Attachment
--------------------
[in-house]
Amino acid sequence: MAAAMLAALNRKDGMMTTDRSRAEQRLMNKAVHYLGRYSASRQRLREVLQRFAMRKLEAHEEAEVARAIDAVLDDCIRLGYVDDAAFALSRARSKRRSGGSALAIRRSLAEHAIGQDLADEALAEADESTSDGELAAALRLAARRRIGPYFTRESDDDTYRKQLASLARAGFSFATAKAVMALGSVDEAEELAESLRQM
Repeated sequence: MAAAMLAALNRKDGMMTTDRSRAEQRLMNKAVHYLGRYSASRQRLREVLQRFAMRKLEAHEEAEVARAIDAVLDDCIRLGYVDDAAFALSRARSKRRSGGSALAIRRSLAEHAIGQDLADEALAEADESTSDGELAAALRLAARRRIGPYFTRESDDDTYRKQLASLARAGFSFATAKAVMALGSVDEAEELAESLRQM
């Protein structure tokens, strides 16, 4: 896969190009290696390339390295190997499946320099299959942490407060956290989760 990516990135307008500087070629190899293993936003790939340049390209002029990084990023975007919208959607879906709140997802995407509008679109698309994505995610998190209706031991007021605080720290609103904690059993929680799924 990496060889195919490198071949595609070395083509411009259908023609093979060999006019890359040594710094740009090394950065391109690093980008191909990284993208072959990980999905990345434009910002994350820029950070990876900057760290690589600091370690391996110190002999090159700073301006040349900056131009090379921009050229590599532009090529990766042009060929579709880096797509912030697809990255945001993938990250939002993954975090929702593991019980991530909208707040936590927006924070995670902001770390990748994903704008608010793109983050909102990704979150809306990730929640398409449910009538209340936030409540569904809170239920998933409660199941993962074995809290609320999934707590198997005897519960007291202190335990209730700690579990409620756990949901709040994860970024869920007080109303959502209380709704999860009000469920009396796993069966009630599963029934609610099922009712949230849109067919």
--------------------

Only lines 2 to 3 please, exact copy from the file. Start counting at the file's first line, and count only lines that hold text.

Amino acid sequence: MAAAMLAALNRKDGMMTTDRSRAEQRLMNKAVHYLGRYSASRQRLREVLQRFAMRKLEAHEEAEVARAIDAVLDDCIRLGYVDDAAFALSRARSKRRSGGSALAIRRSLAEHAIGQDLADEALAEADESTSDGELAAALRLAARRRIGPYFTRESDDDTYRKQLASLARAGFSFATAKAVMALGSVDEAEELAESLRQM
Repeated sequence: MAAAMLAALNRKDGMMTTDRSRAEQRLMNKAVHYLGRYSASRQRLREVLQRFAMRKLEAHEEAEVARAIDAVLDDCIRLGYVDDAAFALSRARSKRRSGGSALAIRRSLAEHAIGQDLADEALAEADESTSDGELAAALRLAARRRIGPYFTRESDDDTYRKQLASLARAGFSFATAKAVMALGSVDEAEELAESLRQM